Published on June 13, 2018

An Alternate Method to Karl Fischer Water Titration for Determining Water in Ketones

Ketones are important industrial solvents used for paints, varnishes, resins, adhesives, coatings, inks, cleaning, pharmaceutical manufacturing, and polymer production.  One of the chief quality parameters for ketones is water content, as water, even at very low levels, may have an adverse effect on an industrial process that calls for a ketone.  In my previous blog post, I mentioned using Karl Fischer (KF) titration for the determination of water in gasoline and referred to that method as being difficult and sometimes inaccurate.  A good example of where Karl Fischer can really struggle is when water is to be quantified in ketones.  Ketones can form ketals in the presence of KF methanol, which leads to water as a reaction product and a high bias on quantification (Figure 1).

GC-VUV offers a way to determine water without the reagents and problems associated with KF based on water’s unique absorbance spectrum (Figure 2).  Previously published work showed how the use of a WatercolTM 1900 capillary GC column, an ionic liquid column that has unique retention for water, allowed the VUV quantification of trace and bulk water in a variety of solvents, including cyclohexanone [1].  Another way to chromatograph water in GC-VUV is to use a thick-film, non-polar dimethylpolysiloxane GC column, which elutes the water first, essentially as an almost-unretained peak (Figure 3).  This setup is preferential in some cases to keep the bulk solvent peak from “tailing” into the water, especially when water is at very low levels.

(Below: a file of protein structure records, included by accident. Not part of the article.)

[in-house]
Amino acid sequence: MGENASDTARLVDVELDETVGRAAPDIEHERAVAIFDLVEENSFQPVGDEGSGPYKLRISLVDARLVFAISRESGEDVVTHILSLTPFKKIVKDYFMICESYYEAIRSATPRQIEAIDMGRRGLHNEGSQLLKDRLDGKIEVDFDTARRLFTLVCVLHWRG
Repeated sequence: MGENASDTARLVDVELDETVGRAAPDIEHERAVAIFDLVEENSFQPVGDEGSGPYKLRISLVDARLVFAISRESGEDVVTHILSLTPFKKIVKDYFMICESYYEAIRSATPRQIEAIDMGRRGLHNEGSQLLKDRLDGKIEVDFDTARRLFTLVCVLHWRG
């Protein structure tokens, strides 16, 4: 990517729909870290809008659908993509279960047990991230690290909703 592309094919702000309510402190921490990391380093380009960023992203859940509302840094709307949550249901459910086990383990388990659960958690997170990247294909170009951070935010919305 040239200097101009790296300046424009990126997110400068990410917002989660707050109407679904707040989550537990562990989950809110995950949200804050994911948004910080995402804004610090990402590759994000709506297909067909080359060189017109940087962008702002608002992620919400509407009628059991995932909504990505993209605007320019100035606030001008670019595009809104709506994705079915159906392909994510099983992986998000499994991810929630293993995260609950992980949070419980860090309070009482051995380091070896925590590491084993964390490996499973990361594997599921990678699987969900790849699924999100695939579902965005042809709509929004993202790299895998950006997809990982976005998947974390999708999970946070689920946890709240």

Figure 4 shows a calibration curve for water in cyclohexanone spanning 0.05 to 2 g / 100 mL.  The curve shows good linearity, not surprising given that Beer-Lambert law is what defines the response characteristic for the VGA-100 detector used for the work.  Background water (not detection) can limit trace-level water determinations (Figure 5), so adherence to the sample preparation and handling protocols established in [1] will extend the limit of quantification even lower.  The method can easily be adapted to other ketone solvents, including methyl ethyl ketone (Figures 6 and 7).


Lindsey Shear, Gas Chromatography – Vacuum Ultraviolet Absorbance Spectroscopy for the Quantitative Determination of Trace and Bulk Water in Organic Solvents, The Column (Volume 13, Issue 2, pp 9-13).

Figure 1-Cyclohexanone react with methanol

Figure 1. Cyclohexanone can react with the methanol used in Karl Fischer titrations to form the dimethyl ketal and water, which then gives inaccurate results for water quantification.


Figure 2 VUV absorbance spectrum of water

Figure 2. The universal nature of VUV spectroscopy allows the sensitive determination of water in samples when most detectors have either no response or a poor response.


Figure 3-water in ketones with GC-VUV

Figure 3. Determination of water in ketones can be done using GC-VUV. A non-polar GC column elutes water very early as a sharp peak well away from the cyclohexanone.


Figure 4 water quantification in ketones

Figure 4. Water can be quantified in ketones (e.g., cyclohexanone) using a calibration curve prepared from the GC-VUV analysis of standards of water in solvent.


Figure 5 background water in cyclohexanone

Figure 5. The red peak is water in the “blank” cyclohexanone that was used to prepare the standards for the calibration in Figure 3.


Figure 6-non polar GC column elutes water

Figure 6. A non-polar GC column elutes water very early as a sharp peak well resolved from the methyl ethyl ketone solvent.


Figure 7-Linear relationship of water absorbance

Figure 7. Water can be quantified in ketones (e.g., methyl ethyl ketone) using a calibration curve prepared from the GC-VUV analysis of standards of water in solvent.

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